Everything You Ever Wanted To Know About Disassembling an Upright Piano (But Were Too Afraid to Ask)

There are a number of things the common person with knowledge of how to use a screwdriver can do to their piano. If that rare coin from your collection (that for some reason you are studying at the piano) falls in between two keys–you can go get it. If your child spills a drink over your keyboard, you can get in there and do damage control before a cluster of six keys decides to stick together. Whatever the reason may be, if you feel the need to open your piano, even just for a peek, here’s your comprehensive guide on how to do so SAFELY.

In this article, I will be focusing on full upright pianos. Not grands, baby grands, upright spinnet or smaller console pianos. The aforementioned models I either don’t currently have in my shop, or are currently undergoing restoration in varying stages, so much so that I’m unable to reassemble them to disassemble them. Some guidelines I will discuss here may be applicable to spinnets or console pianos, but keep in mind that not every piano is going to be the same. The wide variations in manufacturing techniques and overall designs mean there will be discrepancies. This article is intended to give you a general overview, but you will have to do your own detective work.

Tools needed: Screwdriver. Extra pair of hands.

Before we begin, allow me to cover my behind. These are a set of general instructions. I make no guarantee that every piano comes apart as easily as mine. I will give you an example on how to take apart a common garden variety upright grand piano cabinet, but unless you also happen to have a 1909 Hobart M. Cable upright grand with a serial number in the high 20,000’s, this guide wont be exactly spot on. You will have to use common sense to see how your piano comes apart, but you must swear to the following rules, which I have etched in stone after years of experience.

1. Don’t force anything. If it doesn’t move easily, it’s probably not stuck. There may be another screw holding it in somewhere. Take your time and look it over again. Most of these pianos were made so well, all the parts were made to fit together perfectly. Go slow, or you risk scratching/dinging/pitting/bending/breaking etc. something.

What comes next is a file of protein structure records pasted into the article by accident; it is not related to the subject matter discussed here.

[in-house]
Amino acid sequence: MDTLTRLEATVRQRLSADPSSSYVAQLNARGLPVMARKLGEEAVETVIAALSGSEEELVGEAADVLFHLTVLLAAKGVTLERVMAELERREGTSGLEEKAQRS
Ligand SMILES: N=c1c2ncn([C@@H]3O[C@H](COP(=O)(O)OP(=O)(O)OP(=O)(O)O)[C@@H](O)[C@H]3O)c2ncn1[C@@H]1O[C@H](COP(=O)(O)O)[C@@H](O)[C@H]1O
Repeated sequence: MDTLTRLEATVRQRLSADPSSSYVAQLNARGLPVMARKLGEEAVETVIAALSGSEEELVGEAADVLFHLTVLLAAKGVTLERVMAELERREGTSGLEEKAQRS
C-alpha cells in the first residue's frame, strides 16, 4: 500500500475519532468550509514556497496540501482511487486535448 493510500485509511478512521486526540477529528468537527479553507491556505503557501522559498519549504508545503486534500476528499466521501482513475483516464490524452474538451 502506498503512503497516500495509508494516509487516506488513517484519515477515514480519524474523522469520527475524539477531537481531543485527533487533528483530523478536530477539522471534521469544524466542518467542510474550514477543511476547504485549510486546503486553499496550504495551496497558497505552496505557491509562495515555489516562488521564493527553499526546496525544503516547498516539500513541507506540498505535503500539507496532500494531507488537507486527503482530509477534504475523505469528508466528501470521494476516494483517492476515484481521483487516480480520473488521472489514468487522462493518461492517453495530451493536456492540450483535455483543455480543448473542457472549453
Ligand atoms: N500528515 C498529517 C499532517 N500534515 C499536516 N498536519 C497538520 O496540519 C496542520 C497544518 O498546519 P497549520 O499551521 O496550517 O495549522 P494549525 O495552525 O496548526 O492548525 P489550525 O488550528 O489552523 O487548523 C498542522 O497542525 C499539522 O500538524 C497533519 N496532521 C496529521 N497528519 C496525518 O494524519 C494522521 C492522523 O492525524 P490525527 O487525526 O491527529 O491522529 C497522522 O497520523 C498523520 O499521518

2. Don’t be a hero. If at any time something makes you feel uncomfortable (that little voice that says “should I really be doing this?”), please, for the love of all that is holy: stop. Consult a qualified piano technician. Let them screw things up. It’s called “shifting liability.”

Okay here we go, with hopefully helpful pictures included.

1. If your piano key-cover is closed: open it.

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2. If your piano is equipped with a movable desk: close it.

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3. Open the top lid

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4. All upright pianos will have a latch of some sort holding the desk to the side-rails of the piano. Locate these latches and open them.

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5. Remove the desk by pulling it towards you and then upwards. An extra pair of hands helps in this instance, as they can be heavy. Set the desk aside in a safe place so it doesn’t get scratched.

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6. The piece of wood that supports the desk is called the “shelf.” Mine is held onto the arms of the piano with one screw on either side. Remove the screws. This particular shelf is also held on with two more screws below, and is slid forward for removal. Remember what I said earlier? Every piano is different. Go slow.

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7. Remove the shelf and set it aside.

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8. Locate the screws holding the fallboard assembly onto the side blocks. Mine has one screw on either side. Remove the screws.

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9. Lift the fallboard assembly STRAIGHT UP out of the piano. An extra pair of hands is handy here. Lift up and avoid tilting to avoid damaging any wooden parts. (Speaking from experience folks) Set the fallboard aside.

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10. If you’ve done things right, this is what you should be staring at.